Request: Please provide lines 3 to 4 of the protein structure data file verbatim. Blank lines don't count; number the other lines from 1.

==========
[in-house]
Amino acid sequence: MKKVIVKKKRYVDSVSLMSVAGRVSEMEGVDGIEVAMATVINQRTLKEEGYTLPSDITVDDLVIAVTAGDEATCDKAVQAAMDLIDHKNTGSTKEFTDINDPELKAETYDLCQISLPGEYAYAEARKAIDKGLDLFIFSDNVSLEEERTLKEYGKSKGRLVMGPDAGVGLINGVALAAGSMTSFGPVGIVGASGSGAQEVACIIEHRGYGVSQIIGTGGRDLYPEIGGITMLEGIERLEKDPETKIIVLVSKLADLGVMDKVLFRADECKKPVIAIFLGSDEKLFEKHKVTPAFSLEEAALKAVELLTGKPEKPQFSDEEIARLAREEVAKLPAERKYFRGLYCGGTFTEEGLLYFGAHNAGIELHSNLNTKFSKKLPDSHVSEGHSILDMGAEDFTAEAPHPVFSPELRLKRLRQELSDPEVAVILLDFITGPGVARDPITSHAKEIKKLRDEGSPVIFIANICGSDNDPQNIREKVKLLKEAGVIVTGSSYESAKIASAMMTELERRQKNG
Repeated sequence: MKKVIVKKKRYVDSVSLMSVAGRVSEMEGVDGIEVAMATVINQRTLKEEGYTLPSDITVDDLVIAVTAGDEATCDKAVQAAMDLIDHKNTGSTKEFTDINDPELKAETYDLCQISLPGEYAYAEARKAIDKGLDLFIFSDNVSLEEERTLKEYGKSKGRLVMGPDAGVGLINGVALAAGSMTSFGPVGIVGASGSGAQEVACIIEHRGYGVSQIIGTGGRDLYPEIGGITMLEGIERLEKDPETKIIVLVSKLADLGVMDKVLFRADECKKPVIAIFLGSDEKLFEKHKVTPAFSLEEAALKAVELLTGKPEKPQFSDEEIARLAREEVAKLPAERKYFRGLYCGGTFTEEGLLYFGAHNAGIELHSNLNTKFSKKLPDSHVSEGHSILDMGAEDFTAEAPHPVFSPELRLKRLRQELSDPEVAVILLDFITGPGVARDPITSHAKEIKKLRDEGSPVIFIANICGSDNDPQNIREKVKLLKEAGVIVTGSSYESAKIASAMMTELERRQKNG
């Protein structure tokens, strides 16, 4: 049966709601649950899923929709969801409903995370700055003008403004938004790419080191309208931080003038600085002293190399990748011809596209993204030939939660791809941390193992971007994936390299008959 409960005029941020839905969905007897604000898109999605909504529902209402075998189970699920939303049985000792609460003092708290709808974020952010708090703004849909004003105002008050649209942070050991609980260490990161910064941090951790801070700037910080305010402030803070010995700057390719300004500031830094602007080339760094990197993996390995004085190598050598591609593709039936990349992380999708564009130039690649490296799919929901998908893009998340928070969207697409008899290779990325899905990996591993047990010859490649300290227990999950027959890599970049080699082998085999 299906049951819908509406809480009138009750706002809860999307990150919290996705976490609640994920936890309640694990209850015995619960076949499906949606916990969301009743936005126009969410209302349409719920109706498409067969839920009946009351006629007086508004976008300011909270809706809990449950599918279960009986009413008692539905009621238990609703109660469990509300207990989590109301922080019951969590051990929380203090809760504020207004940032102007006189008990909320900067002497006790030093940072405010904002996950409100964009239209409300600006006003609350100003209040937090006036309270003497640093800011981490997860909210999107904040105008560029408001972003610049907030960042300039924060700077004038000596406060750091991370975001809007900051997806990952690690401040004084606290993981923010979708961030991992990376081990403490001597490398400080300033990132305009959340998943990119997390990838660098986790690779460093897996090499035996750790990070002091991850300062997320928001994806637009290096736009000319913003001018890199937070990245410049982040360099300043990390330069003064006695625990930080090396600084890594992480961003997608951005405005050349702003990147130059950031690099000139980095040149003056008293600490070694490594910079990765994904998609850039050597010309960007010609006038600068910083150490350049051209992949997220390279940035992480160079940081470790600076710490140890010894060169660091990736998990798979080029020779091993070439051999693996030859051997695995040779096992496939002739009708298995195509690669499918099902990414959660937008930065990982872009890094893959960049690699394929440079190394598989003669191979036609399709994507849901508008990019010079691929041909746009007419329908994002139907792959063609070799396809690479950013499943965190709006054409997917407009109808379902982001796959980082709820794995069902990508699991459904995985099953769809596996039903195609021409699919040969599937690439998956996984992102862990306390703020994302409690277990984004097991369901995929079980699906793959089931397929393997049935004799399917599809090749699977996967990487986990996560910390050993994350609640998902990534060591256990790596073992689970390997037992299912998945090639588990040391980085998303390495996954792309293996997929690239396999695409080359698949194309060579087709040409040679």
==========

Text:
Repeated sequence: MKKVIVKKKRYVDSVSLMSVAGRVSEMEGVDGIEVAMATVINQRTLKEEGYTLPSDITVDDLVIAVTAGDEATCDKAVQAAMDLIDHKNTGSTKEFTDINDPELKAETYDLCQISLPGEYAYAEARKAIDKGLDLFIFSDNVSLEEERTLKEYGKSKGRLVMGPDAGVGLINGVALAAGSMTSFGPVGIVGASGSGAQEVACIIEHRGYGVSQIIGTGGRDLYPEIGGITMLEGIERLEKDPETKIIVLVSKLADLGVMDKVLFRADECKKPVIAIFLGSDEKLFEKHKVTPAFSLEEAALKAVELLTGKPEKPQFSDEEIARLAREEVAKLPAERKYFRGLYCGGTFTEEGLLYFGAHNAGIELHSNLNTKFSKKLPDSHVSEGHSILDMGAEDFTAEAPHPVFSPELRLKRLRQELSDPEVAVILLDFITGPGVARDPITSHAKEIKKLRDEGSPVIFIANICGSDNDPQNIREKVKLLKEAGVIVTGSSYESAKIASAMMTELERRQKNG
């Protein structure tokens, strides 16, 4: 049966709601649950899923929709969801409903995370700055003008403004938004790419080191309208931080003038600085002293190399990748011809596209993204030939939660791809941390193992971007994936390299008959 409960005029941020839905969905007897604000898109999605909504529902209402075998189970699920939303049985000792609460003092708290709808974020952010708090703004849909004003105002008050649209942070050991609980260490990161910064941090951790801070700037910080305010402030803070010995700057390719300004500031830094602007080339760094990197993996390995004085190598050598591609593709039936990349992380999708564009130039690649490296799919929901998908893009998340928070969207697409008899290779990325899905990996591993047990010859490649300290227990999950027959890599970049080699082998085999 299906049951819908509406809480009138009750706002809860999307990150919290996705976490609640994920936890309640694990209850015995619960076949499906949606916990969301009743936005126009969410209302349409719920109706498409067969839920009946009351006629007086508004976008300011909270809706809990449950599918279960009986009413008692539905009621238990609703109660469990509300207990989590109301922080019951969590051990929380203090809760504020207004940032102007006189008990909320900067002497006790030093940072405010904002996950409100964009239209409300600006006003609350100003209040937090006036309270003497640093800011981490997860909210999107904040105008560029408001972003610049907030960042300039924060700077004038000596406060750091991370975001809007900051997806990952690690401040004084606290993981923010979708961030991992990376081990403490001597490398400080300033990132305009959340998943990119997390990838660098986790690779460093897996090499035996750790990070002091991850300062997320928001994806637009290096736009000319913003001018890199937070990245410049982040360099300043990390330069003064006695625990930080090396600084890594992480961003997608951005405005050349702003990147130059950031690099000139980095040149003056008293600490070694490594910079990765994904998609850039050597010309960007010609006038600068910083150490350049051209992949997220390279940035992480160079940081470790600076710490140890010894060169660091990736998990798979080029020779091993070439051999693996030859051997695995040779096992496939002739009708298995195509690669499918099902990414959660937008930065990982872009890094893959960049690699394929440079190394598989003669191979036609399709994507849901508008990019010079691929041909746009007419329908994002139907792959063609070799396809690479950013499943965190709006054409997917407009109808379902982001796959980082709820794995069902990508699991459904995985099953769809596996039903195609021409699919040969599937690439998956996984992102862990306390703020994302409690277990984004097991369901995929079980699906793959089931397929393997049935004799399917599809090749699977996967990487986990996560910390050993994350609640998902990534060591256990790596073992689970390997037992299912998945090639588990040391980085998303390495996954792309293996997929690239396999695409080359698949194309060579087709040409040679």